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Gilles de Rais

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Gilles de Rais, Seigneur and Baron de Retz (1404 – 1440), was a Breton knight, the companion-in-arms of Joan of Arc, and a Marshal of France, but is best known as a prolific serial killer of children. He was born in late 1404 to Guy de Laval and Marie de Craon, but grew up under the tutelage of his maternal grandfather Jean de Craon following the deaths of his parents in 1415. De Rais' fortunes increased substantially with his marriage in 1420 to the wealthy Catherine de Thouars, and gifts of money granted him following the War of the Breton Succession. From 1427 to 1435, Rais served as a commander in the Royal Army, and in 1429 fought beside Joan of Arc in some of the campaigns waged against the English and their Burgundian allies during the Hundred Years War. In 1434–35, he retired from military life, dabbled in the occult, and depleted his wealth by staging an extravagant theatrical spectacle of his own composition.

Sometime between spring 1432 and spring 1433, the first child-murder occurred and was followed by similar crimes. The victims may have numbered in the hundreds. In 1440, Rais reacted violently in a dispute with a clergyman and the Church conducted an investigation in which his crimes were brought to light. At his trial, the parents of missing children in the surrounding area and Rais's own accomplices-in-crime testified against him. The ecclesiastical court excommunicated him and the secular court condemned him, although the Church reversed his excommunication when he confessed and repented shortly before his death. He was executed by hanging at Nantes on 26 October 1440.

Conspiracy theories involving the Church in the death of Rais and speculation regarding witchcraft persecution have been put forth but without considerable support, especially by Aleister Crowley. Rais has had some cultural impact and is one among several candidates believed to be the inspiration for the 1697 fairy tale Bluebeard by Charles Perrault. His life is the subject of several modern novels, and the subject of various rock bands albums and songs.

Early life

Gilles de Rais was born in late 1404 to Guy de Laval-Montmorency and Marie de Craon in the family castle at Machecoul, or, according to other sources, at Champtocé, 35 miles east of Nantes.[1][2] He was an intelligent child, speaking fluent Latin, illuminating manuscripts, and dividing his education between military discipline and moral and intellectual development.[3][4] Following the deaths of his father and mother in 1415, Gilles and his younger brother René de la Suze were placed under the tutelage of Jean de Craon, their maternal grandfather.[5] Jean de Craon was a schemer who attempted to arrange a marriage for twelve-year-old Gilles with four-year-old Jeanne Paynel, one of the richest heiresses in Normandy, and, when the plan failed, attempted unsuccessfully to unite the boy with Béatrice de Rohan, the niece to the Duke of Brittany.[6] On 30 November 1420, however, Craon substantially increased his grandson's fortune by marrying him off to Catherine de Thouars of Brittany, heiress of La Vendée and Poitou.[7] Their only child Marie was born in 1429.[8]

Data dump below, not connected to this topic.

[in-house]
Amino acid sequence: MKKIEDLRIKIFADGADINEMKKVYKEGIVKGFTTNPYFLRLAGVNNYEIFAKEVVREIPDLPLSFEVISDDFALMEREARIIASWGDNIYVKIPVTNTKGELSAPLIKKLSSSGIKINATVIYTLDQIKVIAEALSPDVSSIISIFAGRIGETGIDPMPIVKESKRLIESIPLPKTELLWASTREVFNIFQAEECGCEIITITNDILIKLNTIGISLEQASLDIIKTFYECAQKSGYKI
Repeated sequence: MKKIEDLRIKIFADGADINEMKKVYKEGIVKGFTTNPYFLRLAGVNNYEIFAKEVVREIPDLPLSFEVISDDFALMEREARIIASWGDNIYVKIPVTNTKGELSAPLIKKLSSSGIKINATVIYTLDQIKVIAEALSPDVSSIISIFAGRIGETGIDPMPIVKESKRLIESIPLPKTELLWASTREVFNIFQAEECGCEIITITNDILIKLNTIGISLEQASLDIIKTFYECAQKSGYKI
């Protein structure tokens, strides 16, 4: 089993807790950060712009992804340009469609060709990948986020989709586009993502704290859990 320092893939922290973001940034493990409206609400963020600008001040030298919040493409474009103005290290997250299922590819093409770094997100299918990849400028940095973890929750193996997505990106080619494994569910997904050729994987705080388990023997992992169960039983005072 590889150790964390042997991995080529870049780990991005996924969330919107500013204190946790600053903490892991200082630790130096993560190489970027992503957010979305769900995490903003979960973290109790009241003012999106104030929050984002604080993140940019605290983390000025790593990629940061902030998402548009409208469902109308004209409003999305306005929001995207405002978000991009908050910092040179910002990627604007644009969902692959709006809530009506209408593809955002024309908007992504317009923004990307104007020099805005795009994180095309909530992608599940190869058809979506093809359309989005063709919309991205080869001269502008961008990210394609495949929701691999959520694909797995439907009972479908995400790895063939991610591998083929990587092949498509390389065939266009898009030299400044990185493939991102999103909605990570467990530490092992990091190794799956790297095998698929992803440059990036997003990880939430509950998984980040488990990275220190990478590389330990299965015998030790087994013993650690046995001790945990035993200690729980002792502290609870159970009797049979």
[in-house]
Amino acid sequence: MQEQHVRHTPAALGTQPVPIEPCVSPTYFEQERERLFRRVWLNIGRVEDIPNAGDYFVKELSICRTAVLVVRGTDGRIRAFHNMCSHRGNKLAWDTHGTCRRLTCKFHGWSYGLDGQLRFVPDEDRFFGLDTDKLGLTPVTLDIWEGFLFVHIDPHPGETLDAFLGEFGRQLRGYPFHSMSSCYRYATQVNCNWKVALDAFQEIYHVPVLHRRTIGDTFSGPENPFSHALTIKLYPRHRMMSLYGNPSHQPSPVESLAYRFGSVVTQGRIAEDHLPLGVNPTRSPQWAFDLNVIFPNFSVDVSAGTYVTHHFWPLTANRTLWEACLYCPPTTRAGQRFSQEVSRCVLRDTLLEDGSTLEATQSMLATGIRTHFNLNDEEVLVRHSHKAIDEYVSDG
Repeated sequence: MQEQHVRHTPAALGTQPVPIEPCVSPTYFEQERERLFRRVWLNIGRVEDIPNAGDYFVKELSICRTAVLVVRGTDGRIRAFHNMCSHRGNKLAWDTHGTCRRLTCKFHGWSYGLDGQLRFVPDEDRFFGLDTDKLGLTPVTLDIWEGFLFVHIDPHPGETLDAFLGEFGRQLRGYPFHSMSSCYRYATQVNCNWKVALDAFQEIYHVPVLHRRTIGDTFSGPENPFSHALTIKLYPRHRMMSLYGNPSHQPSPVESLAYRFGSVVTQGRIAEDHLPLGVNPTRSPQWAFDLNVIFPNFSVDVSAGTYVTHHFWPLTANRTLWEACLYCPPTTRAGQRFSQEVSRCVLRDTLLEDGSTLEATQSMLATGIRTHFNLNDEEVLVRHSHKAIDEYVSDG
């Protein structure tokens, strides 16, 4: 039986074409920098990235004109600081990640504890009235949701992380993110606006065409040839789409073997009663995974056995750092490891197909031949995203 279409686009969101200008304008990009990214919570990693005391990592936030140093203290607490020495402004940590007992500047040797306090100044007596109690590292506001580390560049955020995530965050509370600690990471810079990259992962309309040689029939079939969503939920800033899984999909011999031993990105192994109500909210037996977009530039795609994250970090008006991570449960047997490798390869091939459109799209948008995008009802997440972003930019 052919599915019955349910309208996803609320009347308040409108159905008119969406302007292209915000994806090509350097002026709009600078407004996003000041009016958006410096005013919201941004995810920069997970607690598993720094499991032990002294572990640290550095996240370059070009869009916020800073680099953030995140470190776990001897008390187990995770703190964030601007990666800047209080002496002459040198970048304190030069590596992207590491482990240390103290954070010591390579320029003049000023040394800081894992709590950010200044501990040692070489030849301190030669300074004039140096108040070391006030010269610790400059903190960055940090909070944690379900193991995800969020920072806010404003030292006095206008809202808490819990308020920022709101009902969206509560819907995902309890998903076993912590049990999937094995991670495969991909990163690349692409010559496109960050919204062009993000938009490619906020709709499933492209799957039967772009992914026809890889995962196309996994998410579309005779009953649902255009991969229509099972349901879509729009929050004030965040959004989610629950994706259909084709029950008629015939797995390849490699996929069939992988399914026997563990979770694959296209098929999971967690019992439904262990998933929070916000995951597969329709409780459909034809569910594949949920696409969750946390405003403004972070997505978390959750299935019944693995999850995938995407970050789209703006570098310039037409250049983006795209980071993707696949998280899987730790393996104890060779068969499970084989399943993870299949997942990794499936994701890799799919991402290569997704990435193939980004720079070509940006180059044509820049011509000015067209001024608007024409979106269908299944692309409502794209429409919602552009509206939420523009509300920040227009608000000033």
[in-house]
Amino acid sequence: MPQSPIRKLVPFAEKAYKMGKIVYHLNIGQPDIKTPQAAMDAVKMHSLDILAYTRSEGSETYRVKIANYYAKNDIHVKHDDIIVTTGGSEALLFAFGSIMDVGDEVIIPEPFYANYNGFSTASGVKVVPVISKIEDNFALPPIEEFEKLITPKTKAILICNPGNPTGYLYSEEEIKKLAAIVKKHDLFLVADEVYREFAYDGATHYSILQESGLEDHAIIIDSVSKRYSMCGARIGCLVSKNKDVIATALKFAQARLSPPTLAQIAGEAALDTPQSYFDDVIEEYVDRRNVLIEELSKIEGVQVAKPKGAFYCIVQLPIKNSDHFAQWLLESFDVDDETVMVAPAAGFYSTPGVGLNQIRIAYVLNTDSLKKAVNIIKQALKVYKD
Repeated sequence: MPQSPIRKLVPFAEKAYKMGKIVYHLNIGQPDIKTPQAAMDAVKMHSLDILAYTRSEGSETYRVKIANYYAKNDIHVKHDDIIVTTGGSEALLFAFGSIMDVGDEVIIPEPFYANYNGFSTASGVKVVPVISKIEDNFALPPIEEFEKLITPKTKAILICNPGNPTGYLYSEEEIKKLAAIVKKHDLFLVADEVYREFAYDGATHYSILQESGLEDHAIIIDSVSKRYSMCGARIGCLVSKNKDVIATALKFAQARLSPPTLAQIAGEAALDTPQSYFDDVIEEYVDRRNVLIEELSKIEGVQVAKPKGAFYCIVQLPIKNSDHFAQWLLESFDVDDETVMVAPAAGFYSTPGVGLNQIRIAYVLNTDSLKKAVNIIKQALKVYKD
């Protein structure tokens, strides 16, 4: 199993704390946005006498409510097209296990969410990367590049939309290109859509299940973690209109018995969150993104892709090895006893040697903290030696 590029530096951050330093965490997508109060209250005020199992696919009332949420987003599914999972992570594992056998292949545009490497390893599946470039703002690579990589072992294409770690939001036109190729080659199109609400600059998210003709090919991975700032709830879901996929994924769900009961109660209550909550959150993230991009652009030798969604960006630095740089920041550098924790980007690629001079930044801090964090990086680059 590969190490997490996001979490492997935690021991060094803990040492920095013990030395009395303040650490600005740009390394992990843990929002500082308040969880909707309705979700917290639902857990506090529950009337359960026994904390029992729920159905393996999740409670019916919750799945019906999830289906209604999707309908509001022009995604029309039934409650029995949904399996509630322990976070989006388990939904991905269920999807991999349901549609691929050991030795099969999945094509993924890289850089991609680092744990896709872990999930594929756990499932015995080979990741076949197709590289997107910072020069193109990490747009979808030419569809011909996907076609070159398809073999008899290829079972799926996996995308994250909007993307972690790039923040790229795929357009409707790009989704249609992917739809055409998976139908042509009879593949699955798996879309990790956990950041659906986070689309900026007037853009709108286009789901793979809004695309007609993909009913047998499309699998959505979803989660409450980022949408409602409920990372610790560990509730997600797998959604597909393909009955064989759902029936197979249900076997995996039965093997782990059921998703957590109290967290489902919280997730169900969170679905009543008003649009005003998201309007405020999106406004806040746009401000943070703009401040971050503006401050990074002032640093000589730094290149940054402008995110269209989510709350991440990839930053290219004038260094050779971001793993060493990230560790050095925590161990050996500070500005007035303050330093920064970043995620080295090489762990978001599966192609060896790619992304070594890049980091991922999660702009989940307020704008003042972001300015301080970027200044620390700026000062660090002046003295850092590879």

Military career

In the years following the Breton War of Succession, sixteen-year-old Gilles took the side of the Montfort Dukes of Brittany against a rival house led by Olivier de Blois, Count of Penthièvre.[9] The Blois faction, who still refused to relinquish their rule over Brittany, had taken the Montfort Duke John V prisoner.[10] Rais was able to secure the Duke's release, and was rewarded with generous land grants which were converted to monetary gifts.[11]

In 1425, Rais was introduced to the court of the Dauphin at Saumur and learned courtly manners while studying the future king Charles VII.[12] In combat at Saint-Lô and Le Mans between 1427 and 1429, Rais was allowed to indulge his taste for violence and carnage.[13] At the battle for the Château of Lude, he climbed the assault ladder and slew the English captain Blackburn.[14] He was young, handsome, and rich with companions-in-arms of his own stripe about him.[15]

From 1427 to 1435, Rais served as a commander in the Royal Army, distinguishing himself by displaying reckless bravery on the battlefield during the renewal of the Hundred Years War.[16] In 1429, he fought along with Joan of Arc in some of the campaigns waged against the English and their Burgundian allies.[17] He was present with Joan when the Siege of Orléans ended.[18]

On Sunday 17 July 1429, Gilles was chosen as one of four lords for the honor of bringing the holy ampulla from the Abbey of Saint-Remy to Notre-Dame de Reims for the coronation of Charles VII of France.[19] On the same day, he was officially created a Marshal of France.[17]

Following the Siege of Paris, Rais was granted the right to add the royal arms, the fleur-de-lys on an azure ground, to his own. The letters patent authorizing the display cited Gilles’ "high and commendable services", the "great perils and dangers" he had confronted, and "many other brave feats".[20]

In May 1431, Joan of Arc was burned at the stake; Gilles was not present. He was more than likely engaged in private raids, holding local merchants for ransom, entertaining lavishly, or patronizing the arts. His grandfather died 15 November 1432, and, in a public gesture to mark his displeasure with Gilles' reckless spending of a carefully amassed fortune, left his sword and his breastplate to Gilles' younger brother René de la Suze.[21]

Private life